There was no other conclusion to be drawn: Joseph was mad. The rug was certainly gone, but I felt sure that a search of Joseph’s quarters would find it. Much as the loss might disappoint its donor, it was only a thing and so not a terrible loss, but the loss of Joseph’s sanity – not to mention the loss of a perfect sexton – was serious.

“We’ll sit up together tonight, shall we?” If I was with him, nothing would be taken, and he might talk his madness out to me, straightening whatever twist had gotten into his thinking.

“Thank you, Aunt Libby! Yes, please.” His relief suggested that he was aware of his delusion and welcomed release from it.


We didn’t talk, though. Joseph wanted us to patrol, but I convinced him we should settle in the temple. He was exhausted from lack of sleep, and I let him drift off, I covered him with a spare robe and folded another one under his head.

I had just begun wondering how best to handle his madness when I heard a peculiar noise from outside. Something was crossing the sand of the courtyard, but it wasn’t quite the sound of a step. It sounded like something being dragged, yet it wasn’t that, either.

I thought Joseph’s delusion must be communicable when the doorway filled and the altar candles revealed, yes, a mermayd entering the temple. It – I hadn’t yet met any mermayds, and hadn’t come to think of them as “he” – undulated toward the altar, reaching a webbed hand out to one of the candles.

“Hello, my dear,” I said, as I would to anyone.

It pivoted on its tail, dark eyes wide, arms raised for battle.

I didn’t know it then, but it was quite young, perhaps two years old, “barely out of the nurture pouch,” as I later learned mermayds put it.

“Don’t hurt me,” it said.

“Oh, my dear, I have no intention of hurting you.” I was a strong young woman back then, but I was never large or powerful. The idea of my hurting this strange being who seemed to be all muscle amused me. “Why are you taking things from the temple?”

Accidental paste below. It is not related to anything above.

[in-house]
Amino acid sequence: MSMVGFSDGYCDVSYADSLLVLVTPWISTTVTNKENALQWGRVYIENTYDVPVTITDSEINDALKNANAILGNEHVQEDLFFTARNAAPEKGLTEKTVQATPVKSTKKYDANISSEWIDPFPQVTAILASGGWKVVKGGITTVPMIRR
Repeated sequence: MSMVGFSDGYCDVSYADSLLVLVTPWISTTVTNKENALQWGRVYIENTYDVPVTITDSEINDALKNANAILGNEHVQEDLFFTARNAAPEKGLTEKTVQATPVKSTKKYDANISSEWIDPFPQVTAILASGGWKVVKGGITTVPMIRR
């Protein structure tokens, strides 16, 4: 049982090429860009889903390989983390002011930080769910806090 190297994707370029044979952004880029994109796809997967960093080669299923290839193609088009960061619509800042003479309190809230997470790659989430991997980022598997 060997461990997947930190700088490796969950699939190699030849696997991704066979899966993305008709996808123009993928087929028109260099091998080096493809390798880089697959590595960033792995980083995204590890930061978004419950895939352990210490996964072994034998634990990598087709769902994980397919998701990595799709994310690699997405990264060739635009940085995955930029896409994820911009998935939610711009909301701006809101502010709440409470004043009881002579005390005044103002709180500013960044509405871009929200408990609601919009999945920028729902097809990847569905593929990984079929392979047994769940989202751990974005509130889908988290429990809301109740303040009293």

“It’s the closest one.”

That made me laugh – quietly, so as not to disturb Joseph. “I mean why are you taking anything from any temple?”

It hesitated, eying the doorway.

“Please don’t run away,” I said. “Nobody is going to hurt you. If you tell me what you want, I’ll give it to you, if I can.”

“You will?”

“Of course I will.”

“I want to go home.” It drooped, coiling its tail around it as if it could take shelter there.

“How did you get here, my dear?”

“Swam up the river. At high tide, there’s a salt-water current deep in the channel. I thought it would be fun to see how far I could go. But I came too far. I got weak. Every day, I go down into the channel and I feel better, but I don’t think I can get far enough fast enough for the salt to be strong enough.”

“Where are you living?”

“There’s a cave that’s collected enough salt over time that it’s barely livable. There’s a shelf above water where I put candles. It’s very dark in there.”

The poor thing! Trapped in the dark, hungry, frightened, alone.

“But why the rug?”

“It’s pretty. It gives me something to look at. Something to touch. Please, will you help me?”

Of course I would help it. I was so giddy with relief that Joseph wasn’t mad, I would have helped it even if that hadn’t been what Holy Sweet Micah would have wanted.

The mermayd and I talked quietly until Joseph woke, then we explained the situation to him. The mermayd went back to his cave and retrieved the candles and rug while Joseph harnessed the temple cart. He drove our light-fingered visitor to the bay and was back in time to make breakfast for our official guests.

The perfect sexton.

The End

MY PROMPTS TODAY: cave, convention/workshop, garden, the perfect man


I was born in Louisville, Kentucky, but now live in the woods in southern Indiana. Though I only write fiction, I love to read non-fiction. The more I learn about this world, the more fantastic I see it is.